Harvard Women's Health Watch

Negotiating the "bio-identicals" controversy

The FDA says some compounding pharmacies have stepped over the line.

In January 2008, the FDA sent letters to seven compounding pharmacies, warning them not to claim that their custom-made hormone therapy products are safer or more effective than conventional hormone therapy or can treat or prevent conditions such as Alzheimer's disease, breast cancer, heart disease, and depression — claims for which there is no scientific proof. The agency also wants compounders to stop using the term "bio-identical," on the grounds that it misleads women and health care professionals by incorrectly suggesting that their mixtures are more "natural" than standard hormone therapy or exactly the same as hormones made by the body. The warning letters also told compounders to discontinue the use of estriol, a weak form of estrogen produced during pregnancy. Estriol is not approved for clinical use, but it has been incorporated in many compounded hormone products (including the popular combinations Biest and Triest).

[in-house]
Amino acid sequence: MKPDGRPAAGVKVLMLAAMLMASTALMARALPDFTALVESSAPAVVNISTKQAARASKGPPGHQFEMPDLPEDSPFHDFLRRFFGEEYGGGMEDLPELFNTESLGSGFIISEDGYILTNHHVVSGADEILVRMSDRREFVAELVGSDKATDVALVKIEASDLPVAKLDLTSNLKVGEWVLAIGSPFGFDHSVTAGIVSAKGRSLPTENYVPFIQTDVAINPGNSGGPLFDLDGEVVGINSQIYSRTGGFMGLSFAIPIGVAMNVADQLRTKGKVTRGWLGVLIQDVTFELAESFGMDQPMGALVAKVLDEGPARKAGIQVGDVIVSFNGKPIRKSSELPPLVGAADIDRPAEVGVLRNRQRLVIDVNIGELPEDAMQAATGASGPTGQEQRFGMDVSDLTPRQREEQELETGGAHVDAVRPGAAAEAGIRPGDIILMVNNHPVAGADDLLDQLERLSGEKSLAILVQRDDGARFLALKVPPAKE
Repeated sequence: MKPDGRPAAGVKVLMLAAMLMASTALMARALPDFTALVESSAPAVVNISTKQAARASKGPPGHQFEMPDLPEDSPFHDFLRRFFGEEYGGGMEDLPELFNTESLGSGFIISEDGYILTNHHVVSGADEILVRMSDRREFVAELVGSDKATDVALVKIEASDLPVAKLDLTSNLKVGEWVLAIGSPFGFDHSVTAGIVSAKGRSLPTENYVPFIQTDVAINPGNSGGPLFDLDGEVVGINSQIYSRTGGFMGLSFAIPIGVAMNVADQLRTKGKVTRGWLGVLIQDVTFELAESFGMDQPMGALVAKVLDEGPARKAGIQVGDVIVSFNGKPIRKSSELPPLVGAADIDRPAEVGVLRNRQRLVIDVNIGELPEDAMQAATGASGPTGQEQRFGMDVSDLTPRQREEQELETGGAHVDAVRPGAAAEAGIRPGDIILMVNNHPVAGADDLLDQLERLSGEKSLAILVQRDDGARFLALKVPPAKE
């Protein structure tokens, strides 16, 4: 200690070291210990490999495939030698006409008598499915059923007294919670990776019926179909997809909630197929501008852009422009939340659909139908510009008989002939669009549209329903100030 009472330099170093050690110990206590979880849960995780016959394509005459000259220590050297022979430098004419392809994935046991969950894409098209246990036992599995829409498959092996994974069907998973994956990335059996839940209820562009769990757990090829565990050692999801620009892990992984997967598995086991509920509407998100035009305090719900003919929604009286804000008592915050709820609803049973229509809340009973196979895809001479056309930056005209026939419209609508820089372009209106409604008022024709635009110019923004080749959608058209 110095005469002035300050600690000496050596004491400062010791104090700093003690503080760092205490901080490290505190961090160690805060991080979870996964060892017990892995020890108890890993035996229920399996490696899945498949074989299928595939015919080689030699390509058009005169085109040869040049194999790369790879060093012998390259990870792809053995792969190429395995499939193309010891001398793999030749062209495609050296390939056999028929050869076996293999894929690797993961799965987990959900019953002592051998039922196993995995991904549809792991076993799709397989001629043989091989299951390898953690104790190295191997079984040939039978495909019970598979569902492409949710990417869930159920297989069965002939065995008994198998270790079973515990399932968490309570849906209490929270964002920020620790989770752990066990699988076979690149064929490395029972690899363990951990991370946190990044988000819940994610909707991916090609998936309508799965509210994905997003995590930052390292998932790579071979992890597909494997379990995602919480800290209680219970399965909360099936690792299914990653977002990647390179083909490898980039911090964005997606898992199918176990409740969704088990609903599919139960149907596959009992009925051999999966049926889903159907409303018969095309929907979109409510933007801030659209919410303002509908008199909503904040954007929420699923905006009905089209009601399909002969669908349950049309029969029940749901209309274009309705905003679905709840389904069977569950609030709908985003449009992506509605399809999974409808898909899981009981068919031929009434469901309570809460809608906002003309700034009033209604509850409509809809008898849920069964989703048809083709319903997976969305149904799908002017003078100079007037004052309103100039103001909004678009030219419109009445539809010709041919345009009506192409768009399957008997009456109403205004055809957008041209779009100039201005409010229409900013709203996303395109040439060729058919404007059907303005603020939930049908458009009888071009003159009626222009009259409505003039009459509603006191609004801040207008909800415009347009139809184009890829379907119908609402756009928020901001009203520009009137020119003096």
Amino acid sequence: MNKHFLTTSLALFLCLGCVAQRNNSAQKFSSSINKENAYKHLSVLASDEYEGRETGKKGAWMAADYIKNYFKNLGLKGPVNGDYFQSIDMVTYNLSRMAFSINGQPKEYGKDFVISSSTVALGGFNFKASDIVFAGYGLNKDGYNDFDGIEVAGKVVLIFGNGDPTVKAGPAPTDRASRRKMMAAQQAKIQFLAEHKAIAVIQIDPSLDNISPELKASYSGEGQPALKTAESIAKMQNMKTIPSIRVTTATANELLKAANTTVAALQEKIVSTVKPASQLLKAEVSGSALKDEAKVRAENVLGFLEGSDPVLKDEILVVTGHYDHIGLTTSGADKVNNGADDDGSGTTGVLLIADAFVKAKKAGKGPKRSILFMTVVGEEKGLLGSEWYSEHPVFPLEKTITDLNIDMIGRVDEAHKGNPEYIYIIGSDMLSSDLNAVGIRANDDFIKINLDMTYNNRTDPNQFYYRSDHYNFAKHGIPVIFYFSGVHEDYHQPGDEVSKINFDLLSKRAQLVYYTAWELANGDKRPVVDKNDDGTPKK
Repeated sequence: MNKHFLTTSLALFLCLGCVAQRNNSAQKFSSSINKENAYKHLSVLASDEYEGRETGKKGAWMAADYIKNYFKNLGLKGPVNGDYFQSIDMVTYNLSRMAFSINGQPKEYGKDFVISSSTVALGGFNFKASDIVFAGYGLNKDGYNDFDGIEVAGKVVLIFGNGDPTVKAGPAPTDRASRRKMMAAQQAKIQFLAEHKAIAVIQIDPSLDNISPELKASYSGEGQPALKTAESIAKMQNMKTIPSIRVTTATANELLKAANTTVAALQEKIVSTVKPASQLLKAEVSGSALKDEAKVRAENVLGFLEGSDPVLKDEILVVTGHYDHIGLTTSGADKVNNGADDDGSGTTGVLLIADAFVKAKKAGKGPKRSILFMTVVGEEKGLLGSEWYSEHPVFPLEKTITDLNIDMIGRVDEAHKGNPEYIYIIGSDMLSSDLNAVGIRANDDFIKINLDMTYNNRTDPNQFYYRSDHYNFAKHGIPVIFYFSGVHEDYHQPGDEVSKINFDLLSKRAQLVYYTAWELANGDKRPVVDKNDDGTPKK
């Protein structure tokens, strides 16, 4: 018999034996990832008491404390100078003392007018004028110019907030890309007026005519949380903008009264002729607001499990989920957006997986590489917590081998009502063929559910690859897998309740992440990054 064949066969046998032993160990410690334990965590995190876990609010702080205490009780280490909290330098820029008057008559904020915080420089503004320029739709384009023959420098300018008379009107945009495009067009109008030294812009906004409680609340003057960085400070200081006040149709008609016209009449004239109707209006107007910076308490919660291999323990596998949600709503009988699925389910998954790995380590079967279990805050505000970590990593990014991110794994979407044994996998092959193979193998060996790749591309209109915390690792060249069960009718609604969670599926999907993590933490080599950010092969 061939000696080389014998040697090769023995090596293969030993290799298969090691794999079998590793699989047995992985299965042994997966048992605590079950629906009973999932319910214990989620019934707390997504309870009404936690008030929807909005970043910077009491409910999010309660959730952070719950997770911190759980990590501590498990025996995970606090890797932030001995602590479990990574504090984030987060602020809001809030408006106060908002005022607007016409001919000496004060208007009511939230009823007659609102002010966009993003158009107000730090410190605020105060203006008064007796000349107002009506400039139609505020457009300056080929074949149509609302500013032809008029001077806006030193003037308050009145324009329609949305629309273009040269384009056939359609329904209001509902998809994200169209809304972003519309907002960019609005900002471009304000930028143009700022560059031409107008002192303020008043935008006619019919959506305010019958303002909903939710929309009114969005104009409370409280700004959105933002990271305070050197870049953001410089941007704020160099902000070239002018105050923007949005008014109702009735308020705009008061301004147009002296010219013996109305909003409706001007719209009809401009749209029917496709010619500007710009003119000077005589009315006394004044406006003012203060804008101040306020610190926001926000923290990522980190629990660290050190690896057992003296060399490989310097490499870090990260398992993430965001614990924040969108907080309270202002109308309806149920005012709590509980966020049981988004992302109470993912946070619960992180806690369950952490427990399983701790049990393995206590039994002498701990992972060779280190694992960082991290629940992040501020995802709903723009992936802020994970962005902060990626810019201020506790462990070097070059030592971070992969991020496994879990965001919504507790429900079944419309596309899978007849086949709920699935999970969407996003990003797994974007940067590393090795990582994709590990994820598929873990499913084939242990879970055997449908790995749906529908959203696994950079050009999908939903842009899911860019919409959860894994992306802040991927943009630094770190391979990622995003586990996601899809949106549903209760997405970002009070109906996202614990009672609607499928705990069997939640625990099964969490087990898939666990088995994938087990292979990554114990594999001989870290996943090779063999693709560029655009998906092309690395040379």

Unlike conventional FDA-approved hormones, the compounded versions aren't tested for safety, effectiveness, purity, or potency. Though many women regard them as a safe alternative to conventional hormone therapy, there's no proof that "bio-identicals" are any safer. The FDA action reflects the views of the American Medical Association, the Endocrine Society, the American College of Obstetricians and Gynecologists, and the American Academy of Family Practitioners.

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